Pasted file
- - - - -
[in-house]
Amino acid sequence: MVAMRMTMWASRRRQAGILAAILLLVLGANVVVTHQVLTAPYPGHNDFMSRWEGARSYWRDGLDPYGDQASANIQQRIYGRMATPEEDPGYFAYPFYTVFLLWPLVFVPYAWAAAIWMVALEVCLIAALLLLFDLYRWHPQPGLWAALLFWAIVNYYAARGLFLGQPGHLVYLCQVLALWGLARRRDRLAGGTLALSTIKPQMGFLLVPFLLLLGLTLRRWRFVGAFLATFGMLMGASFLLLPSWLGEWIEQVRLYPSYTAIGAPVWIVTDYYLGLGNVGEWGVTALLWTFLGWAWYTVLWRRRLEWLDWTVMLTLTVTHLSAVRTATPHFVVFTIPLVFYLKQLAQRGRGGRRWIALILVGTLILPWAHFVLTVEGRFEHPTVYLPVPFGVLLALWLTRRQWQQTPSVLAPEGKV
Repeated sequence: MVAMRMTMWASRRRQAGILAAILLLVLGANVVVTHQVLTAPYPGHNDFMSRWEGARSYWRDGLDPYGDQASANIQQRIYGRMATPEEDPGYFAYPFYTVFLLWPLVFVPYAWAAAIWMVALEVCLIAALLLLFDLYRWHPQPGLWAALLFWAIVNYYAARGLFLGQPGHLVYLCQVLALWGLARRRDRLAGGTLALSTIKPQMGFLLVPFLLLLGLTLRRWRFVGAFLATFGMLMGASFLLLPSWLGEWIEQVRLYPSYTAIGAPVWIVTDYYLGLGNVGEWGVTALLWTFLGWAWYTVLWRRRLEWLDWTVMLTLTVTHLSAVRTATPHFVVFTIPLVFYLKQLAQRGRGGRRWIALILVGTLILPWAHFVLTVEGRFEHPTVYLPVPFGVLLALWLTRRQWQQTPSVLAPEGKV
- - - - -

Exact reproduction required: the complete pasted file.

[in-house]
Amino acid sequence: MVAMRMTMWASRRRQAGILAAILLLVLGANVVVTHQVLTAPYPGHNDFMSRWEGARSYWRDGLDPYGDQASANIQQRIYGRMATPEEDPGYFAYPFYTVFLLWPLVFVPYAWAAAIWMVALEVCLIAALLLLFDLYRWHPQPGLWAALLFWAIVNYYAARGLFLGQPGHLVYLCQVLALWGLARRRDRLAGGTLALSTIKPQMGFLLVPFLLLLGLTLRRWRFVGAFLATFGMLMGASFLLLPSWLGEWIEQVRLYPSYTAIGAPVWIVTDYYLGLGNVGEWGVTALLWTFLGWAWYTVLWRRRLEWLDWTVMLTLTVTHLSAVRTATPHFVVFTIPLVFYLKQLAQRGRGGRRWIALILVGTLILPWAHFVLTVEGRFEHPTVYLPVPFGVLLALWLTRRQWQQTPSVLAPEGKV
Repeated sequence: MVAMRMTMWASRRRQAGILAAILLLVLGANVVVTHQVLTAPYPGHNDFMSRWEGARSYWRDGLDPYGDQASANIQQRIYGRMATPEEDPGYFAYPFYTVFLLWPLVFVPYAWAAAIWMVALEVCLIAALLLLFDLYRWHPQPGLWAALLFWAIVNYYAARGLFLGQPGHLVYLCQVLALWGLARRRDRLAGGTLALSTIKPQMGFLLVPFLLLLGLTLRRWRFVGAFLATFGMLMGASFLLLPSWLGEWIEQVRLYPSYTAIGAPVWIVTDYYLGLGNVGEWGVTALLWTFLGWAWYTVLWRRRLEWLDWTVMLTLTVTHLSAVRTATPHFVVFTIPLVFYLKQLAQRGRGGRRWIALILVGTLILPWAHFVLTVEGRFEHPTVYLPVPFGVLLALWLTRRQWQQTPSVLAPEGKV